Why can’t countries think like companies? | Times of India

Nov 16, 2014Articles, By Kishore Mahbubani

When the history of the 21st century is written and a list is made of the century’s greatest missed opportunities, the visit of President Xi to India will probably be on it. No, the visit was not a failure. But it failed to seize the great opportunity that beckons China and India in this century. Why was that? The simple answer is that the minds of Chinese and Indian policymakers are polluted with a European concept invented 366 years ago in the Treaty of Westphalia. That concept is “sovereignty”.Why is this concept destructive? Let me explain.

Just imagine that China and India were companies, not countries. As companies, they would study each other’s strengths and weaknesses objectively and see whether economic synergies could be exploited to make both companies profitable. Any such objective study would show that enhanced economic cooperation between China and India would be akin to a marriage made in heaven. India badly needs world-class infrastructure. As an infrastructure superpower, China has demonstrated that it can deliver super-highways, fast trains, and cheap power stations to India. And it can even fund them. At the same times, China is running short of labour. India has labour in abundance. Chinese manufacturers could become globally competitive by manufacturing in India. India would then become a manufacturing power.

If I were a McKinsey or Bain consultant looking around for companies with synergistic opportunities, I could not possibly find a better economic partnership. In his heart of hearts, Prime Minister Modi understands this because he visited China four times as chief minister of Gujarat to seize these opportunities. This is why Gujarat has about 31% of Chinese investment in India. President Xi also understood these opportunities. This is why he took the bold step to be among the first foreign leaders to call on PM Modi. Before the visit, the Chinese consul general of China in Mumbai, Liu Youfa, said that $100 billion of deals could be signed. Instead, only $20 billion were signed. So what went wrong?
Sovereignty reared its ugly head. While President Xi was in India, there was a Chinese incursion into disputed territory. The Indian media, predictably, went berserk. PM Modi had no choice but to read out a strong statement reaffirming India’s “sovereignty” over the disputed territories. The concept of “sovereignty” is particularly toxic because it brooks no compromise. The words “sovereign control” mean absolute control.

Once again, just imagine that China and India were companies. The company of China has a land territory of 9.6 million sq km. The company of India has a land territory of 3.3 million sq km. If these companies were located side by side and discovered that they had a dispute over 7,770 sq km (or 0.08% of China’s territory and 0.2% of India’s territory), they would consider it absolutely irrational to allow a trivial piece of territory to interfere with the massive growth opportunities they could have. I am not saying that money is the most important value. If China and India cooperate and significantly enhance their economic growth, hundreds of millions of Chinese and Indians will be rescued from poverty. What is morally more important? Rescuing millions from poverty or quarrelling over bits of territory?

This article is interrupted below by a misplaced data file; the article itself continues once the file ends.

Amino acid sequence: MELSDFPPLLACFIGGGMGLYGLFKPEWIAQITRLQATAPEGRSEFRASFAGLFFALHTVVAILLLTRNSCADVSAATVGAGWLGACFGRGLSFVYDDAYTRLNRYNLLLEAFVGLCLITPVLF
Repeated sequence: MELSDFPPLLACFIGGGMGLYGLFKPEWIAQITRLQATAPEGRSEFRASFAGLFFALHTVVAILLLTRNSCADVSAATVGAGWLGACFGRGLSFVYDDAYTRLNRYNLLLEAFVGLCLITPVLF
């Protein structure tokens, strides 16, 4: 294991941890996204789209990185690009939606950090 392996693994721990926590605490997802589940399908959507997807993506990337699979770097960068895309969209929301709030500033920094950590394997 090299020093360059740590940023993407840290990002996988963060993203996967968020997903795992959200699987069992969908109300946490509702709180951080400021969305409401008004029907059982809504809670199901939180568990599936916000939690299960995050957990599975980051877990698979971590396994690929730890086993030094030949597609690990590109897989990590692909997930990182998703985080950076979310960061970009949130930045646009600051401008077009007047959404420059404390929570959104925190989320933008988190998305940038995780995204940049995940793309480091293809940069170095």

So why can’t Asian nations compromise on territorial issues? The simple answer is that while Europeans have moved on from the notion of absolute “sovereignty” and indeed given up a significant amount of sovereignty to regional organisations, Asian countries have not followed suit. Indeed, the Europeans have reached a new peak of civilized behaviour by achieving “zero prospect” of war between any two EU states. No two Asian states have achieved a similar “zero prospect” of war. This is why Asians need to seriously ask why they remain mentally colonized by a European concept of “sovereignty”.

If PM Modi and President Xi were company CEOs, they would both focus on the larger economic gains and push aside territorial disputes. Unfortunately, if they do so as heads of government, they would be immediately accused of being “traitors” who gave up “sovereign” territory. Sadly, the people making these accusations from their moral high horses would not be aware that their minds are trapped by a 17th century European concept which no longer makes sense in the small, dense, and interdependent world we have created.

Even more sadly, the ferocious defenders of “sovereignty” are not aware that they are the biggest obstacles to China and India seizing a century that belongs to these two countries. And why does it belong to China and India? From the year 1 to 1820, the two largest economies of the world, as documented by economist Angus Maddison, were China and India. The last 200 years of Western domination of world history have been a major historical aberration. All aberrations come to a natural end. And it would be perfectly natural for China and India to once again have the largest economies in the world.

For over two decades, I have been warning that one big danger that Asians face is that even though Asian countries have been politically decolonized, their minds remain mentally colonized by European concepts. When two major Asian countries ignore a great historical opportunity and instead focus on “sovereignty”, the only question that the rest of the world will ask as they watch China and India bicker is: “Can Asians think?”


Source: Why can’t countries think like companies? – Times of India